9/11 Ride – A Personal View
3:30 am in the mountains just outside Christiansburg, Va, a rumble breaks the early morning silence. A single motorcycle carefully makes it’s way down the long winding roads towards “civilization” to meet up with others along the way who have also decided to make this journey. We ride out not exactly knowing what to expect once we get there, but sure in our hearts that it is something we MUST do. We come from all walks of life, all religions, all political sides, yet United – not just by the bikes we ride, but by the need to stand up for those who have risked all, those we have lost, and those who were left behind. We are not just “Bikers”…we are Americans.
What I write here is from my own personal view of the events leading up to this ride for Me. There are an infinite number of people around the globe who can tell you exactly what they were doing that day, where they were, and how they felt…This is my story.
September 11, 2001 – Manteo, North Carolina: I am 8 1/2 months pregnant with my daughter and had just come home from a part time job at the Dare County Library. As I walk in the door, the television is on and the news is reporting a large explosion at the World Trade Center. What seemed like a simple news story quickly turned into an event that would change this country and its people forever. I felt incredible heartbreak, sadness, fear, and anger all at once. I thought back to when I was a kid growing up several blocks from the area, seeing these two enormous buildings which seemed to reach the heavens…they are now gone. I thought back to walking down the streets of Manhattan surrounded by, what seemed to a child, like millions of people, surrounded by noise and activity…and now the city is silent. I thought about my hometown for the first 10 years or so of my life and how all of a sudden, in almost the blink of an eye, it has all been changed Forever. The loss of life in this single event was horrendous and my heart broke for each person from the ones who simply tried to get to their job that day, to the many many brave heroes who so desperately tried to help. This was a tragedy of epic proportions to say the very least.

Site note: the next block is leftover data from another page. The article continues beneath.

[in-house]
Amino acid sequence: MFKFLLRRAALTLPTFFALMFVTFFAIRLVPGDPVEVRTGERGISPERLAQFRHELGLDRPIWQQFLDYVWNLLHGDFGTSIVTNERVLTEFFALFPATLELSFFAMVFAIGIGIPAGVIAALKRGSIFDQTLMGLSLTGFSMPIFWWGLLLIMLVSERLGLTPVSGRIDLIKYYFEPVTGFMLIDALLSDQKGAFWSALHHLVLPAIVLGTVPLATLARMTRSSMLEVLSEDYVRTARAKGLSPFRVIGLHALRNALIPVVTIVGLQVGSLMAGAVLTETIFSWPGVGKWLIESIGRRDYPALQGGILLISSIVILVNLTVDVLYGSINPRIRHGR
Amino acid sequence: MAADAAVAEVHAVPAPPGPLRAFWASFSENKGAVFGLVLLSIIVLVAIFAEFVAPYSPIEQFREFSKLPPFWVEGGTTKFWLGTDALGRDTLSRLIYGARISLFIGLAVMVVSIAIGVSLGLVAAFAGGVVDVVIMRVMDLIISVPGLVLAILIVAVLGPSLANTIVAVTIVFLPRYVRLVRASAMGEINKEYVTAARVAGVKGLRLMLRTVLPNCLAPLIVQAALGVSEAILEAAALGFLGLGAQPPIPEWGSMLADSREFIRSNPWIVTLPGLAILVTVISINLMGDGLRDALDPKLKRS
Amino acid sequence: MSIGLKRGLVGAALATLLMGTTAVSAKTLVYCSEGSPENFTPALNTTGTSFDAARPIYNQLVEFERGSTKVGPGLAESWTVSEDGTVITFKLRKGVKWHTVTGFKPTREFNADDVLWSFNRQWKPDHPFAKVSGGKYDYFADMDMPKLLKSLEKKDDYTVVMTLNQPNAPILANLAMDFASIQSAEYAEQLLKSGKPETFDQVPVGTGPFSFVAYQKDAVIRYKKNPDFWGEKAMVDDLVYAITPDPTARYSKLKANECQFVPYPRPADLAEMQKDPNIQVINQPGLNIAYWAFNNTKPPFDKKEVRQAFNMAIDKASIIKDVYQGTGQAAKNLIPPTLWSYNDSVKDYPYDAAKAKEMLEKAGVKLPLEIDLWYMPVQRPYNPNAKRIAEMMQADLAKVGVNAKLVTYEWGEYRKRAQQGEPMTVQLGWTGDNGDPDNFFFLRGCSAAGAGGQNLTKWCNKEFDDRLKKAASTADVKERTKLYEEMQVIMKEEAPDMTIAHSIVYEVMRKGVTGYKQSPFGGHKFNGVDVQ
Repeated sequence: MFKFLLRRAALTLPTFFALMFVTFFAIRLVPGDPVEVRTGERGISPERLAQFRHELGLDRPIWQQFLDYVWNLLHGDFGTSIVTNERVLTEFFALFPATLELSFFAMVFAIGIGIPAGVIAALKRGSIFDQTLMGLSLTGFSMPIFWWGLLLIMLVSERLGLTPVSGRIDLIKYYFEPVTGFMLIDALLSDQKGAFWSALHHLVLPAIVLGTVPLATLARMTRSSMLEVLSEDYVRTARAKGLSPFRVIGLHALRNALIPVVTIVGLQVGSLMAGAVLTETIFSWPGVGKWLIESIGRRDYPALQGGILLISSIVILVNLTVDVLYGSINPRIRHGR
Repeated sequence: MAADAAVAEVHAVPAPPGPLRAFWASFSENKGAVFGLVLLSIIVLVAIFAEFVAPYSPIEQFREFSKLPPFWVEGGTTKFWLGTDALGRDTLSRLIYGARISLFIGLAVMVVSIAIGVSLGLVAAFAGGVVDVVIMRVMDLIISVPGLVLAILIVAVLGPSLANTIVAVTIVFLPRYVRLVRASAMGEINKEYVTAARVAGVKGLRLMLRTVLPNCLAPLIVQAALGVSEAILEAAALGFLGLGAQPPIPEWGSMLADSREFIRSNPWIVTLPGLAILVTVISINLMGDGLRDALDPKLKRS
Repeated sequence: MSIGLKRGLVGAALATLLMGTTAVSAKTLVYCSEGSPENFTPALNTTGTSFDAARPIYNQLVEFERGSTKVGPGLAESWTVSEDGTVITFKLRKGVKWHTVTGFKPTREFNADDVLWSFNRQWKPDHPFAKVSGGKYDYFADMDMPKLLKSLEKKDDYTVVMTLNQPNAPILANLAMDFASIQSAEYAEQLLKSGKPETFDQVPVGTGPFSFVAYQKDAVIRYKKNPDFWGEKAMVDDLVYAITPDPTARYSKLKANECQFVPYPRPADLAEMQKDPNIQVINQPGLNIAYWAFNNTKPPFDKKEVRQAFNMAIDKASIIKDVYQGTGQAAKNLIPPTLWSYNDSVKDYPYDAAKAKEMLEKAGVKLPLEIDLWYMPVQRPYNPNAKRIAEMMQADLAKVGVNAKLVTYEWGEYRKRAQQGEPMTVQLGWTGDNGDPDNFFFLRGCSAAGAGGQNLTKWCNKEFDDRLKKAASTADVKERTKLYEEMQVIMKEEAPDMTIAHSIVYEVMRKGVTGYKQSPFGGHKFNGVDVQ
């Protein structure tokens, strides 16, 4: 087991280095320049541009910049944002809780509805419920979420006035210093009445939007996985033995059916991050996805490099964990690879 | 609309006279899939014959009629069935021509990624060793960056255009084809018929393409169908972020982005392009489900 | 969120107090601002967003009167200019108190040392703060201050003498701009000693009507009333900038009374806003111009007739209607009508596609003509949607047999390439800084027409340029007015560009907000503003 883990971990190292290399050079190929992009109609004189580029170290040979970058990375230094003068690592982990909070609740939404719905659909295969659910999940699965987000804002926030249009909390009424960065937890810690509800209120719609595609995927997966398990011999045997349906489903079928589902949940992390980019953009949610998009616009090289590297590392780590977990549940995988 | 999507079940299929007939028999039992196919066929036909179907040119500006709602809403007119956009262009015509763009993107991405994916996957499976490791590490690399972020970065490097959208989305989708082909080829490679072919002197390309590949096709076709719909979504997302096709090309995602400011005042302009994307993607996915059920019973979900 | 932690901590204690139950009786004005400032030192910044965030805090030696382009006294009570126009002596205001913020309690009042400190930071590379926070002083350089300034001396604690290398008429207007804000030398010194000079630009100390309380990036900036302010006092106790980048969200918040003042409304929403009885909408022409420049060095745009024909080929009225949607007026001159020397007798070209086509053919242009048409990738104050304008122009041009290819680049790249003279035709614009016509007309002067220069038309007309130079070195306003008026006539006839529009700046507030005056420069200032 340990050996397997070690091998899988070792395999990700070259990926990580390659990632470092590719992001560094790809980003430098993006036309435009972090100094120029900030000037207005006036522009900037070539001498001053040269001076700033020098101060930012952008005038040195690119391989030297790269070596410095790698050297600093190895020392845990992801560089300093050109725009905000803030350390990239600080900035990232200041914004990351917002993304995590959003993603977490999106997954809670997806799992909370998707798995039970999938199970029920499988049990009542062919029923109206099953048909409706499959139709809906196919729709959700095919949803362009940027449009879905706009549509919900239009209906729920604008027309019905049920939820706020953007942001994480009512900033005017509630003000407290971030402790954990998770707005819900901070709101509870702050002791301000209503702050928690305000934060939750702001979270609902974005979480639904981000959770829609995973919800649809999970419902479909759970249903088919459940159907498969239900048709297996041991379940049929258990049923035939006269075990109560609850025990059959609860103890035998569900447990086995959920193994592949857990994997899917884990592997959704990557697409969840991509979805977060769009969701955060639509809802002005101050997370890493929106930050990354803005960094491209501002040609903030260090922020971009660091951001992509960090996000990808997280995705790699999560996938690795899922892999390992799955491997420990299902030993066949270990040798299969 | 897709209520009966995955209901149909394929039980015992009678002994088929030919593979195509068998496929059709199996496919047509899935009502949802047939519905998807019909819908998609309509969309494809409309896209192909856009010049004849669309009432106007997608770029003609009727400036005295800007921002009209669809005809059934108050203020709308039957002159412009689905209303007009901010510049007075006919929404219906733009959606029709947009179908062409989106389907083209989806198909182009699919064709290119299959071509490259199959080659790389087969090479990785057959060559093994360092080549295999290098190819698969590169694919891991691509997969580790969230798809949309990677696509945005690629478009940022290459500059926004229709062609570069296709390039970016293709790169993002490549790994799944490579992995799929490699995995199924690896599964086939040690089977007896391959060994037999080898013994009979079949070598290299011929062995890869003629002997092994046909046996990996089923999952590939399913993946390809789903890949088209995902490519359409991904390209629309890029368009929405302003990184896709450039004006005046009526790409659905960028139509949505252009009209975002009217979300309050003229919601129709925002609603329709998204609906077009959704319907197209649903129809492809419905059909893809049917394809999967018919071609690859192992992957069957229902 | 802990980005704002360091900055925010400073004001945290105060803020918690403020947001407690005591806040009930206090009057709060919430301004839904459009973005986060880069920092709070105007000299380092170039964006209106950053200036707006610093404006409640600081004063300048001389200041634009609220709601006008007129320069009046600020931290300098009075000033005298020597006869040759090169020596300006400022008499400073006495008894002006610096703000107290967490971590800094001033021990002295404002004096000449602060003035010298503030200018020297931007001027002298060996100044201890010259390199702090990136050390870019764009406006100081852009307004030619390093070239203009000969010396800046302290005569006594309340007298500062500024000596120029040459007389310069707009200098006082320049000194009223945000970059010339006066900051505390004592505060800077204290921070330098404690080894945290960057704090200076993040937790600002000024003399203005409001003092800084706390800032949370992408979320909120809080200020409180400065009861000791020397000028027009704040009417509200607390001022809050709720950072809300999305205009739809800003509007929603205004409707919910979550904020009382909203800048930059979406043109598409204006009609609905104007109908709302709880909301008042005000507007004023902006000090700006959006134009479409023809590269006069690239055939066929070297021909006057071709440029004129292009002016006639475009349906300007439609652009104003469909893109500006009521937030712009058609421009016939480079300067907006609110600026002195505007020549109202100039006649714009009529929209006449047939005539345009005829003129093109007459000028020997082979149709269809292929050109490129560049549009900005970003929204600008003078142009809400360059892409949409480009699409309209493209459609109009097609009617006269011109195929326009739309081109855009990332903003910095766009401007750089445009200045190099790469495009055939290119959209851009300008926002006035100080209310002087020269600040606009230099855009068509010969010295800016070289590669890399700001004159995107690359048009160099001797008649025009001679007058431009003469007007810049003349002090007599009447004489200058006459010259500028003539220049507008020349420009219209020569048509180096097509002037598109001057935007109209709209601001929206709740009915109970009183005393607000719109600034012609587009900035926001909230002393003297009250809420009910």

On that one single day, the entire world seemed to stop and grieve.
Over the following days, I thought of my daughter who was yet to be born and I worried about the kind of world I would be bringing her up in…
I watched my kids as they learned for the first time in their lives, not only what evil can be done..but what we, as people are capable of during times of crisis. They saw an entire world come together to help, pray, support one another. They saw, in One Single Event, not only the worst of people but the BEST.
I saw my two older boys change as well. My oldest son, age 13, who had already wanted to join the local Fire Department as a junior member, became empassioned to make it a lifelong career and he excelled at it..his heart aching for the 343 NYFD brothers that lost their lives. He also worried about his uncle who worked on Wall St. at the time, and from whom we had heard nothing (thankfully he was safe). I saw my youngest son who was 8 at the time, turn from wanting to be either a stunt double for Stone Cold Steve Austin or a pro football star to wanting to become an American Soldier…he wanted to fight the bad guys who did this. I watched, as we all did, as the history of our country was changed…how it impacted every person in the world.
We were ALL changed that day.